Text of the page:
So if you need information, or want to apply for benefits, visit the most conveniently located office Social Security has:  our online office at www.  There, you can apply online for retirement, spouses, and disability benefits.  There’s no need to fight the traffic to visit an office or
wait for an appointment.  Our website makes it simple, allowing you to apply for retirement benefits in as little as 15 minutes.
If you’re not certain you’re ready to apply, we have online resources that can help you decide.  Our Retirement Estimator will allow you to enter
different scenarios to come up with the retirement plan best for you.  You can find it at
A Disability Starter Kit makes it easy to prepare for your disability application.  The kit explains the documentation and information you’ll be required to
share on the application, and includes checklists and worksheets to help take the mystery out of applying.  You can find the Disability Starter Kit at on the left-hand side of the page.
There are other things you can do online, such as applying for a replacement Medicare card, and requesting an SSA-1099 for tax purposes.  You can
learn about these and other online services at
When you are ready to apply for Social Security benefits, everything you need is at your fingertips.  Just visit

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When you think of Social Security, you probably think about a monthly payment for retired and disabled workers.  But Social Security has a rich history
full of interesting facts.  The program has been around for almost 75 years, so there has been ample time to put together a list of fun facts and figures.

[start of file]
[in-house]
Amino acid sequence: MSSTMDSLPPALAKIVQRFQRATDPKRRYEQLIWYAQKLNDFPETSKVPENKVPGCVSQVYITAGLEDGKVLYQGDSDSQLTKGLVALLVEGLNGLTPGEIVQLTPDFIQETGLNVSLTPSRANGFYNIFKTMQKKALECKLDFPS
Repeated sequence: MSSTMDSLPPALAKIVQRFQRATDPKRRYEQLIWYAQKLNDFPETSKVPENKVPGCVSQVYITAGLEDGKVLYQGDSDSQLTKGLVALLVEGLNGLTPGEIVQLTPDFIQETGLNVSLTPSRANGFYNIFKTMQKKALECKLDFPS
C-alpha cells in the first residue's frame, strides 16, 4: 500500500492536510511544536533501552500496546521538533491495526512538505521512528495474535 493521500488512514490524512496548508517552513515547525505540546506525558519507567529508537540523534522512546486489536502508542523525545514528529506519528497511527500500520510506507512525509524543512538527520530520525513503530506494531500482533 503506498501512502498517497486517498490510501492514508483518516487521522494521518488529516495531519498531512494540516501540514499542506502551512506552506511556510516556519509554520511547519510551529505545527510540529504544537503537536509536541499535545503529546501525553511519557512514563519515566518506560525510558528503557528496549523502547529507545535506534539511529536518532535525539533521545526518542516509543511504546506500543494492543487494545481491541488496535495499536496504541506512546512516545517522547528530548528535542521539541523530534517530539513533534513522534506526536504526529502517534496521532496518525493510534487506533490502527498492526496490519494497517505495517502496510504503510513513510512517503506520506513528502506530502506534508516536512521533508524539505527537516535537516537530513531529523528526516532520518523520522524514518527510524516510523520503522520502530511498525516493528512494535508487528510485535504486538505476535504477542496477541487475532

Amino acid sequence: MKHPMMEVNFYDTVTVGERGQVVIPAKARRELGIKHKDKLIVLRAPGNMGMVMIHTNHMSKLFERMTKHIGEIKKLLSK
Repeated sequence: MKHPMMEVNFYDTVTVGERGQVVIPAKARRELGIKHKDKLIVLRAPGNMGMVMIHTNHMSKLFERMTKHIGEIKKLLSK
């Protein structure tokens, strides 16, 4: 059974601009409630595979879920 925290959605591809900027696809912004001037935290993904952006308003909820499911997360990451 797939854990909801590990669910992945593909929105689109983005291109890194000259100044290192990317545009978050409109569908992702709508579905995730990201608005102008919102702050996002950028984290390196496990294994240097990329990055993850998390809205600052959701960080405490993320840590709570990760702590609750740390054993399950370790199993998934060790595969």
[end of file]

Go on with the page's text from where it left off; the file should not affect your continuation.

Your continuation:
Here are a few.
Social Security paid benefits to about 55.8 million people in 2008.  Fifty-six percent of adult beneficiaries were women.  
Here is some trivia about wages over the past few years.  In 2007, the average annual wage was $40,405.  In 2008, it went up to $41,679 (estimated).  
And in 2009, the average wage was $42,041 (estimated).  
Looking at the average wages, it’s plain to see how easy it is to reach your full Social Security credit each year.  For example, in 2009, a wage-earner
needed to earn and pay taxes on $4,360 of wages to earn the full four credits of Social Security coverage for the year.
When you retire, you’ll fully appreciate just how useful Social Security can be.  In 2007, 88 percent of married couples and 86 percent of single people
aged 65 or older received Social Security benefits.  Social Security was the major source of income (providing at least 50 percent of total income) for
53 percent of aged beneficiary couples and 73 percent of aged single beneficiaries.  Social Security made up 90 percent or more of income for 21
percent of aged beneficiary couples and 44 percent of aged single beneficiaries.
New benefits were approved for about 5.1 million people in 2008.  Of these new beneficiaries, 44 percent were retired workers and 17 percent were